genkernel), I got a kernel which exhibits the memory leak again!
I have really no idea how this is possible (but I tried both kernels several
times, and always the "old" 2.6.9-r14 worked and the "newly compiled" 2.6.9-r9
failed). My only idea is that my toolchain produces a wrong kernel which,
however, works perfectly except for this memory leak - this does not sound
very likely to me.
I am currently re-bootstrapping my toolchain (using only the most stable
versions with no optimization) and will then recompile the kernel. When I find
something new, I will let you know (but I am very busy these days, so it might
take some time).
Just for the records: No difference with the current stable toolchain.
It's very unlikely - nothing in userspace can directly cause a kernel memory
leak (but then again, you haven't actually posted any numbers, so it might not
be the kernel that is leaking...)
It's not a fair comparison with suse unless you are running exactly the same
kernel on both. Are you?
There is also no point playing with old kernels like 2.6.9. Reproduce it on the
current development version and provide some numbers to the kernel developers.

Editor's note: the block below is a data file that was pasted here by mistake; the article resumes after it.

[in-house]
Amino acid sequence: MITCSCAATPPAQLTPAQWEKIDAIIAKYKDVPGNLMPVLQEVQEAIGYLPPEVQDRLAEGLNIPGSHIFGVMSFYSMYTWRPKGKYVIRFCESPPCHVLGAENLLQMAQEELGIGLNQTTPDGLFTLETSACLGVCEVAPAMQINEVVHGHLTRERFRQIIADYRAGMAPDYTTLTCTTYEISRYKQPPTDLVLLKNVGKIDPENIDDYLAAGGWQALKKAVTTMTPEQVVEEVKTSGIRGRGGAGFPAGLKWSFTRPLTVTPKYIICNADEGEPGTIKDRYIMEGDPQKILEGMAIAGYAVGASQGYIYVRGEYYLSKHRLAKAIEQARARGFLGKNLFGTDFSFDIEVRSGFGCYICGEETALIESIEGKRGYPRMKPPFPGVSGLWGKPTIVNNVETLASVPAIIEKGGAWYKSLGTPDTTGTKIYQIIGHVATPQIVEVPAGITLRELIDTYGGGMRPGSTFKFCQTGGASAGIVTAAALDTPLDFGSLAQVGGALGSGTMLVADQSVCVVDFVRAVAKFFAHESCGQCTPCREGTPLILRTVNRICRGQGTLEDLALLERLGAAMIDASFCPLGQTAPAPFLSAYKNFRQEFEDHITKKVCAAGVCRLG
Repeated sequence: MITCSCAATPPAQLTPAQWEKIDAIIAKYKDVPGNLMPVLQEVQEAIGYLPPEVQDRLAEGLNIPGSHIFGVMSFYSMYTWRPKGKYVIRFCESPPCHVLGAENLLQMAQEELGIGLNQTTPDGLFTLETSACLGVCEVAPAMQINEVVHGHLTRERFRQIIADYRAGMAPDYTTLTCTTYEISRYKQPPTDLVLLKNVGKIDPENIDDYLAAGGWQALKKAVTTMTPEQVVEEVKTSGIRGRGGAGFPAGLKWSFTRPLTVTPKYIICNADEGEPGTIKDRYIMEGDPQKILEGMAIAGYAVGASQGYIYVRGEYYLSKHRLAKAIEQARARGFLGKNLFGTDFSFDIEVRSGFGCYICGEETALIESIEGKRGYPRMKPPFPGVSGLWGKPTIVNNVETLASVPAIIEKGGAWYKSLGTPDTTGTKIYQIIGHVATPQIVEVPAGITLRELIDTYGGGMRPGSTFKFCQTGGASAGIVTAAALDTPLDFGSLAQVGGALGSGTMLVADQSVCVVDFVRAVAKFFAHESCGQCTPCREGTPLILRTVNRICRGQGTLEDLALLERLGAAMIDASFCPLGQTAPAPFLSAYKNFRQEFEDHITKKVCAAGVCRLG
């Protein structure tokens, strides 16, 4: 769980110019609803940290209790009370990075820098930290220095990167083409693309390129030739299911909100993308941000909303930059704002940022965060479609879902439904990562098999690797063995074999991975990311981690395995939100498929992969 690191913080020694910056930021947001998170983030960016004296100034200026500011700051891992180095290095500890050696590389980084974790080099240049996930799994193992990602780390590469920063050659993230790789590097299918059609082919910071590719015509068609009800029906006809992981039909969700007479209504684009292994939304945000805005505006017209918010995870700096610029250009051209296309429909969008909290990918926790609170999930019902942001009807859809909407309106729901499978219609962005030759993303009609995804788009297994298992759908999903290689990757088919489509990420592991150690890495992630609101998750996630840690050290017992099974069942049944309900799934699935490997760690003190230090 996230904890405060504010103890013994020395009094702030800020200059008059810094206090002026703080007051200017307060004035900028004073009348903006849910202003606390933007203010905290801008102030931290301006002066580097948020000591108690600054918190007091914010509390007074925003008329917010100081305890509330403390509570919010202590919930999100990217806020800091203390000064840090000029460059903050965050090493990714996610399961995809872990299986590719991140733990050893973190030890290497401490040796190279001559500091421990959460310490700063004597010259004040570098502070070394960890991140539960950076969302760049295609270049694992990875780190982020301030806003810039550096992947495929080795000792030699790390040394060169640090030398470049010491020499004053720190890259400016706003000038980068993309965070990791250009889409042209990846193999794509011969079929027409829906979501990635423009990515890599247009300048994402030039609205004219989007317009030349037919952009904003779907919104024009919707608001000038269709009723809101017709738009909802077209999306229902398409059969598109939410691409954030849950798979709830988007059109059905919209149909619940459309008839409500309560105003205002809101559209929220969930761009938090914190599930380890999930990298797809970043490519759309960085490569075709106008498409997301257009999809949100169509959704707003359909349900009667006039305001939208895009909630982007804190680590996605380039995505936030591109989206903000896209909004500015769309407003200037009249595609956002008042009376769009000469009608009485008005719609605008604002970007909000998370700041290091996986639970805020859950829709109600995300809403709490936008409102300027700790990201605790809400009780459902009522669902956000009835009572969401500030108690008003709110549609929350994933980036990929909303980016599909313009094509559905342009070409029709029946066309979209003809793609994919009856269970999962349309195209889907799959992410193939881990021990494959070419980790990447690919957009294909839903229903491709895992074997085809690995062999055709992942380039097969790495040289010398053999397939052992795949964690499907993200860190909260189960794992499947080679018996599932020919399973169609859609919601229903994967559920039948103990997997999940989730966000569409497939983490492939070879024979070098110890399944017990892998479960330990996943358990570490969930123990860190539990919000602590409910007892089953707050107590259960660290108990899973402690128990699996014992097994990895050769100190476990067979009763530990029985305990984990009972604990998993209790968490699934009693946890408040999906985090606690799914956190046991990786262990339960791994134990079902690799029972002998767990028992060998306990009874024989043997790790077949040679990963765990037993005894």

Thats the only way this will get solved.
Created attachment 60657 [details]
Output of free, proc/meminfo, proc/slabinfo
This is the output after many "emerge"s when the system is almost swapping dead
for no apparent reason.
You need to post this to the Linux kernel list like Bruce did.
Somehow my additional comment seemed to get lost, so I repost it (sorry if
this should be doubled now).
(In reply to comment #12)
> You need to post this to the Linux kernel list like Bruce did.
I understood what you mean, but as I wrote, the SuSE kernel and the old gentoo
kernel (from practically the same sources with the same .config) seems to
work, but a kernel freshly compiled under gentoo does not. So the reason
probably is not in the gentoo/vanilla-sources but more in its interplay with
gentoo - to me it is completely mysterious. But if there are no other ideas
maybe I will write to the kernel list anyway.
(In reply to comment #10)
> It's very unlikely - nothing in userspace can directly cause a kernel memory
> leak (but then again, you haven't actually posted any numbers, so it might
> not be the kernel that is leaking...)
I wrote this thing about the toolchain, because the only explanation for the
different behaviour for me seems that something is wrong with the compilation
process itself. But even after re-bootstrapping the toolchain (i.e.